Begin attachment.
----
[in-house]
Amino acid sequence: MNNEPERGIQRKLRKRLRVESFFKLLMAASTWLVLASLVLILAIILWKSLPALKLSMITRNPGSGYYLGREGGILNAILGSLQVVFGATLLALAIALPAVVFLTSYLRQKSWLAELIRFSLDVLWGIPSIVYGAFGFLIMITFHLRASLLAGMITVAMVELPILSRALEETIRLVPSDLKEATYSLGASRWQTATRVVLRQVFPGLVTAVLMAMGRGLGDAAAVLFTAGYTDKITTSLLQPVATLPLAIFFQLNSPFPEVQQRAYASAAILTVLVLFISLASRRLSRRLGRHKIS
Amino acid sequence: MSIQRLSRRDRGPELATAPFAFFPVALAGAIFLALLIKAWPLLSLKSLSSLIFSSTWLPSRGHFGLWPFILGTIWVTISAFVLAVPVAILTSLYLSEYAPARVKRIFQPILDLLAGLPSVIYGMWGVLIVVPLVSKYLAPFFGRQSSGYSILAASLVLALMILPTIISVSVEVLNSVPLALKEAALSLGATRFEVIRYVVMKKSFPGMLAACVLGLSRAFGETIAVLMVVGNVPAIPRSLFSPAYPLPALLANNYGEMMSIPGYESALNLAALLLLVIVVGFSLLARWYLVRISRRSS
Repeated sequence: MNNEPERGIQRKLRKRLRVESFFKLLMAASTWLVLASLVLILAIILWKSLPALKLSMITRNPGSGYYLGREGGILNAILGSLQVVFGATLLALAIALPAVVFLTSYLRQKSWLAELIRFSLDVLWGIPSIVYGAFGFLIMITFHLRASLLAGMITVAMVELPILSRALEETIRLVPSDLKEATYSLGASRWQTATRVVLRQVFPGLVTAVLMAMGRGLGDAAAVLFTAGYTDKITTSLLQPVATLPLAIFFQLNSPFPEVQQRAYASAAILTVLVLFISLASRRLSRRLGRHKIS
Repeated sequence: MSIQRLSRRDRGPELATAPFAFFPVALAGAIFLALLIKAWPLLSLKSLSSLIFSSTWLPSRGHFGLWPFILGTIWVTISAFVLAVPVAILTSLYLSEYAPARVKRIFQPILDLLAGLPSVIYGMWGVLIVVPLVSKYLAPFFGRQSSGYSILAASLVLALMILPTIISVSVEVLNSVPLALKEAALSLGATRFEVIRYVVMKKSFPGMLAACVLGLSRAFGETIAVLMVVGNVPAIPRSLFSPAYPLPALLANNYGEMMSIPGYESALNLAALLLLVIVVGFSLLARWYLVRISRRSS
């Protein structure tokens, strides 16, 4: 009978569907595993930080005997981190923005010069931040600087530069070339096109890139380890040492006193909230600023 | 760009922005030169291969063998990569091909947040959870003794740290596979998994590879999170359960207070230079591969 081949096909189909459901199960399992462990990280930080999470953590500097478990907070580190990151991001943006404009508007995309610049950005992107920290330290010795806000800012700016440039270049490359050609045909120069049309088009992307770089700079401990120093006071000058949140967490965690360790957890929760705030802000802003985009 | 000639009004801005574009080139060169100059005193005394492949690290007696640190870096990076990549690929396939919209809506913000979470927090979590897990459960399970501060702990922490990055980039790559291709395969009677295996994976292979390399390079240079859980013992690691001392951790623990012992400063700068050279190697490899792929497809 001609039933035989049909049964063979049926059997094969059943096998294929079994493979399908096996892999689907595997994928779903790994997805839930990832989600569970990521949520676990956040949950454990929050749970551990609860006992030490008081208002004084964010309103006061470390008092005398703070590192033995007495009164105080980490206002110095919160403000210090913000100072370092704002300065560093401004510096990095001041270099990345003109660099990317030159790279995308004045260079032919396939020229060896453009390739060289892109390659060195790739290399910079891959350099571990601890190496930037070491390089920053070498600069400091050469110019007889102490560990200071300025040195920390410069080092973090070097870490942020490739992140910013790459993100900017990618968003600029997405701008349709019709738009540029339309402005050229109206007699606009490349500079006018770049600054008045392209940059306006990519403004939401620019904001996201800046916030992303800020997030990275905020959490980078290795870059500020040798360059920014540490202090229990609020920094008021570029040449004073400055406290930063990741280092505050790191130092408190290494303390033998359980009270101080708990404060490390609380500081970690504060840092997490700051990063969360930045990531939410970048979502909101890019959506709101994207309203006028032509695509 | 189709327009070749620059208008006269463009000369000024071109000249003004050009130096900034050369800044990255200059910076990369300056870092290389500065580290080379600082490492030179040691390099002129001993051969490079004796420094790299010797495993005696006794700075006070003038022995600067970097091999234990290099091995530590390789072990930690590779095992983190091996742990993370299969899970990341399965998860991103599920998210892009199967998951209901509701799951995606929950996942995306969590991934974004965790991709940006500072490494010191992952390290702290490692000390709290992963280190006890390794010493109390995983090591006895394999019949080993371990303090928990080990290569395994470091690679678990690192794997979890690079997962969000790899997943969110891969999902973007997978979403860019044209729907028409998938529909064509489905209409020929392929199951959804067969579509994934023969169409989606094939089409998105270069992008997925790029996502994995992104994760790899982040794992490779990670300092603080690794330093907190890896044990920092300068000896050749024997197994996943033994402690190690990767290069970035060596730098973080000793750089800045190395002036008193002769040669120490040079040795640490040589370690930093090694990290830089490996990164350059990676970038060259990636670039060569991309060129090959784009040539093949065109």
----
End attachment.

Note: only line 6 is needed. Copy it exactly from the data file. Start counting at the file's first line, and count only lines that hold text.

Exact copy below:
């Protein structure tokens, strides 16, 4: 009978569907595993930080005997981190923005010069931040600087530069070339096109890139380890040492006193909230600023 | 760009922005030169291969063998990569091909947040959870003794740290596979998994590879999170359960207070230079591969 081949096909189909459901199960399992462990990280930080999470953590500097478990907070580190990151991001943006404009508007995309610049950005992107920290330290010795806000800012700016440039270049490359050609045909120069049309088009992307770089700079401990120093006071000058949140967490965690360790957890929760705030802000802003985009 | 000639009004801005574009080139060169100059005193005394492949690290007696640190870096990076990549690929396939919209809506913000979470927090979590897990459960399970501060702990922490990055980039790559291709395969009677295996994976292979390399390079240079859980013992690691001392951790623990012992400063700068050279190697490899792929497809 001609039933035989049909049964063979049926059997094969059943096998294929079994493979399908096996892999689907595997994928779903790994997805839930990832989600569970990521949520676990956040949950454990929050749970551990609860006992030490008081208002004084964010309103006061470390008092005398703070590192033995007495009164105080980490206002110095919160403000210090913000100072370092704002300065560093401004510096990095001041270099990345003109660099990317030159790279995308004045260079032919396939020229060896453009390739060289892109390659060195790739290399910079891959350099571990601890190496930037070491390089920053070498600069400091050469110019007889102490560990200071300025040195920390410069080092973090070097870490942020490739992140910013790459993100900017990618968003600029997405701008349709019709738009540029339309402005050229109206007699606009490349500079006018770049600054008045392209940059306006990519403004939401620019904001996201800046916030992303800020997030990275905020959490980078290795870059500020040798360059920014540490202090229990609020920094008021570029040449004073400055406290930063990741280092505050790191130092408190290494303390033998359980009270101080708990404060490390609380500081970690504060840092997490700051990063969360930045990531939410970048979502909101890019959506709101994207309203006028032509695509 | 189709327009070749620059208008006269463009000369000024071109000249003004050009130096900034050369800044990255200059910076990369300056870092290389500065580290080379600082490492030179040691390099002129001993051969490079004796420094790299010797495993005696006794700075006070003038022995600067970097091999234990290099091995530590390789072990930690590779095992983190091996742990993370299969899970990341399965998860991103599920998210892009199967998951209901509701799951995606929950996942995306969590991934974004965790991709940006500072490494010191992952390290702290490692000390709290992963280190006890390794010493109390995983090591006895394999019949080993371990303090928990080990290569395994470091690679678990690192794997979890690079997962969000790899997943969110891969999902973007997978979403860019044209729907028409998938529909064509489905209409020929392929199951959804067969579509994934023969169409989606094939089409998105270069992008997925790029996502994995992104994760790899982040794992490779990670300092603080690794330093907190890896044990920092300068000896050749024997197994996943033994402690190690990767290069970035060596730098973080000793750089800045190395002036008193002769040669120490040079040795640490040589370690930093090694990290830089490996990164350059990676970038060259990636670039060569991309060129090959784009040539093949065109």